Ketosis, Slow Carb, and Cheat Days

Start looking online on different diets, eating routines, weight loss regimens, and it can be overwhelming.  There are so many different opinions on how to go about it.  Is there one best way for everyone?  I don’t think so.

This will address basic information comparing a couple different methods that have been more popular recently to help you sort through the madness.

What does Slow Carb mean?  What is Keto?

Slow carb: A “slow carb” diet is one that contains carbohydrate foods that are not broken down quickly. Most vegetables fall into this category, as well as legumes and what are considered “ancient grains.”  Ancient grains are typically considered to be amaranth, buckwheat, and quinoa.  Most of your grains, starches, and fruits fall into the simple sugar or “fast carb” category.

A Ketogenic (Keto) diet is one that is very high fat, very low carb, and small to moderate amount of protein.  A typical breakdown is 5% carb, 80% fat, and 15% protein.  With this method, the body uses fat for energy rather than carbohydrates and has been known to improve weight loss, energy, and mental clarity.

Foods to avoid with Slow Carb

The simpler the sugar in the foods, the faster they break down.  Because of this, certain foods should be avoided and/or eaten at a minimum with a slow carb diet.

White potatoes

Grains (breads, cereal, pasta, rice)

Granola (most)

Baked goods/sweets

Candy

Sugar/natural sweeteners (consume at a minimum)

Fruit (consume at a minimum)

Pros and Cons, Safety of Keto

Ketosis and a ketogenic diet has many benefits, but it is not for everyone.

As stated previously, not all diets are appropriate for everyone and not everything has the lifestyle to support a specific method.

When looking at a ketogenic diet, it takes discipline, planning, and will power to avoid certain foods and stay in ketosis.

Pros:
– Weight loss usually comes fairly easily since you are using fat for fuel constantly.

– Improves mental clarity because the brain requires Omega3 and Omega6 fatty acids to function, both of which are typically low in low fat diets.

– Increases energy levels since you always have a quick source of fat available

Cons:
– It can be hard to maintain if you don’t plan ahead or want to go out with friends or family.

– If you don’t stay in in the right ratios, you will get out of ketosis and will not be as successful.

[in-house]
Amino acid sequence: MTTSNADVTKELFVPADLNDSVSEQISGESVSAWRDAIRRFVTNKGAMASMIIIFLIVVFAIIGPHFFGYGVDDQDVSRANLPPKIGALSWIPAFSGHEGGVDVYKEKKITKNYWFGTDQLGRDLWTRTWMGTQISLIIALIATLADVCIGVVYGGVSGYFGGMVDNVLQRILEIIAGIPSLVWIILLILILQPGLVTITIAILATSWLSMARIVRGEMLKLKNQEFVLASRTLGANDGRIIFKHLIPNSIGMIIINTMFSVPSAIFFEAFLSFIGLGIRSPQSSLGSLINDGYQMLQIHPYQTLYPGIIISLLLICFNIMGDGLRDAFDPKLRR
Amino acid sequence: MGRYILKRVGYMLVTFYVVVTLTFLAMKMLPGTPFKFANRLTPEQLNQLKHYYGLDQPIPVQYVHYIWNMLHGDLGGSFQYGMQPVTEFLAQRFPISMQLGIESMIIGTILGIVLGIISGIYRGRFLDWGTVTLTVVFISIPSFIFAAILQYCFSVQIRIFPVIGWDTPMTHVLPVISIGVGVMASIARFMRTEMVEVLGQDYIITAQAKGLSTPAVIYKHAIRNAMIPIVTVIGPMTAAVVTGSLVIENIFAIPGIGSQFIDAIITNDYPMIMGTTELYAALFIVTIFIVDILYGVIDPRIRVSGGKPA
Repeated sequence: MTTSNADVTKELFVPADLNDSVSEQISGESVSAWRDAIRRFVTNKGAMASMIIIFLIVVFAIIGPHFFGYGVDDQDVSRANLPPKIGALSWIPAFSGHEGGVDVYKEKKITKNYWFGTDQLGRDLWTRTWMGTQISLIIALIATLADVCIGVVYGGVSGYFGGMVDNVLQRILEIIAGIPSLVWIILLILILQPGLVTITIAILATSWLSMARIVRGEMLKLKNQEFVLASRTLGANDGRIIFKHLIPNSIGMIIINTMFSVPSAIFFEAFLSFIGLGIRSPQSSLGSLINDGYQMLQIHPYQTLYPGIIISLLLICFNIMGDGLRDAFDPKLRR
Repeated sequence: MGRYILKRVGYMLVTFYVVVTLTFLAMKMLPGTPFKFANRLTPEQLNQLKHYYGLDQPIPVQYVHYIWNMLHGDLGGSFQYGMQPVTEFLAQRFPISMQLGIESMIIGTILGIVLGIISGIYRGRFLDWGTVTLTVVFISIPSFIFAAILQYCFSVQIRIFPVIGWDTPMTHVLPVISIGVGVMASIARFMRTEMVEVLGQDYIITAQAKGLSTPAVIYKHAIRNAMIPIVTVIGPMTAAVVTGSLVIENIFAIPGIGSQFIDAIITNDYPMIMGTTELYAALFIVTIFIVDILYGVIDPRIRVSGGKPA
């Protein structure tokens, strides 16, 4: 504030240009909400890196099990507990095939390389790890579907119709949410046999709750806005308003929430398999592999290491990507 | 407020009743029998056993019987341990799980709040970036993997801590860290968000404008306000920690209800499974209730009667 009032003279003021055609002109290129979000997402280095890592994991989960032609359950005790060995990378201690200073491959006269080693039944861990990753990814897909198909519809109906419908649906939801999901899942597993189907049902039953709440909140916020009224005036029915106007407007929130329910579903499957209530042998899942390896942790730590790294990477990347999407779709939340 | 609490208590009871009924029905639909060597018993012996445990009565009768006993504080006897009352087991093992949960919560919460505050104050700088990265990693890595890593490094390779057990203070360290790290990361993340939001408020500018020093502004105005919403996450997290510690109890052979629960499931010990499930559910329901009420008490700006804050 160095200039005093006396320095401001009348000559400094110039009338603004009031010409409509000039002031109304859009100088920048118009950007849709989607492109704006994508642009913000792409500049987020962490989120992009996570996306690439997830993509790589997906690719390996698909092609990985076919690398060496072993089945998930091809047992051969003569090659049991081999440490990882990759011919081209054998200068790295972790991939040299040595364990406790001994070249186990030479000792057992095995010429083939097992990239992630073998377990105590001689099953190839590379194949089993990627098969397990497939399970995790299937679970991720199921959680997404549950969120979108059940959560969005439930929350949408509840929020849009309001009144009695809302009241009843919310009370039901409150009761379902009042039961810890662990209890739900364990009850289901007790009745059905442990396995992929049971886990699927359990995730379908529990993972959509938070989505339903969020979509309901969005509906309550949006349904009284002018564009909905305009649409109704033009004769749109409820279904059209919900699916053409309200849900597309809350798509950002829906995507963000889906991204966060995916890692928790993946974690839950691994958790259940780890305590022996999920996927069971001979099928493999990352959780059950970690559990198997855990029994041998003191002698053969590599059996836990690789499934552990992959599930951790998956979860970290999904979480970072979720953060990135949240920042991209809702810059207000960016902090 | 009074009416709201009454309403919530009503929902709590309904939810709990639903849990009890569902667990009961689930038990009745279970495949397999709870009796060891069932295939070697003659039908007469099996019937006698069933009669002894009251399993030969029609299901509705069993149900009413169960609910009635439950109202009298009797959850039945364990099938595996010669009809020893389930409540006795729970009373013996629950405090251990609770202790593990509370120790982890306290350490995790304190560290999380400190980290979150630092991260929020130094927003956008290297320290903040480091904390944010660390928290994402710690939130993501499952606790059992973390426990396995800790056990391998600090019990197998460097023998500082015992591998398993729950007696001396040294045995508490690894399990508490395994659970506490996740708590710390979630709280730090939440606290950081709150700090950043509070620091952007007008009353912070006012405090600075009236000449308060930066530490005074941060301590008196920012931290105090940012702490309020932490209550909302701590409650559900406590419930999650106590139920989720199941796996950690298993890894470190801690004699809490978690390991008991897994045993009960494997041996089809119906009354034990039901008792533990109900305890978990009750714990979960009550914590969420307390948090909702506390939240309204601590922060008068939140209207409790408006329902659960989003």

– In the beginning, it takes time for your body to become “fat adapted.” During this time, you will likely have lower energy, feel more sluggish, gym workouts will suffer, and you will likely have brain fog and difficulty concentrating. This usually lasts for 2-3 weeks.

Safety:
– Ketosis is a healthy state, ketoacidosis is not. Testing daily is important to make sure you stay out of ketoacidosis.

Why Keto is hard to maintain

A ketogenic diet can be difficult to maintain, especially when eating out or being social with family and friends.  It is easy to find high protein and avoid carbs, but it can be very difficult to find things to eat that are high enough fat when at restaurants.

When you live in ketosis and you have a cheat day, you may not feel good as you get back into ketosis.  Typically you will go through 1-2 days of sluggishness, deceased energy, and decreased mental focus during this time period, similar to what you felt when you were becoming fat adapted.  But since your body has been in ketosis, it will not last as long or be as severe.

Sucralose/Aspartame/Diet

Regardless of what eating lifestyle you maintain, Sucralose and Aspartame (artificial sweeteners) should be avoided.

Sucralose or Aspartame, which is in many “diet” drinks as well as many sports drinks and performance supplements, is not processed well by the body. It has been shown to have links to cancer and birth defects…but so has a lot of other stuff…so we will leave that aside.

Ingestion of these can result in or contribute to:

– Migraines

– Dizziness/lightheadedness

– Bloating

– Water retention

– Increased weight gain

– Inability to process normal sugars properly

– And many other issues

If consuming a no-calorie sweetener, stevia is your best option since it is derived from actual sugar.

 Why a cheat day is a good thing

With my nutritional coaching, I always allow one cheat day per week.  There are several reasons a cheat day is a good thing:

– Without fully depriving you of foods you love, you are more likely to stay on track on the other days.

– Allows you to go out with friends and family without feeling guilty with your eating.

– The higher calorie cheat days trick your body into thinking it is not getting enough calories on other days, which re-ignites the fat burning metabolism.

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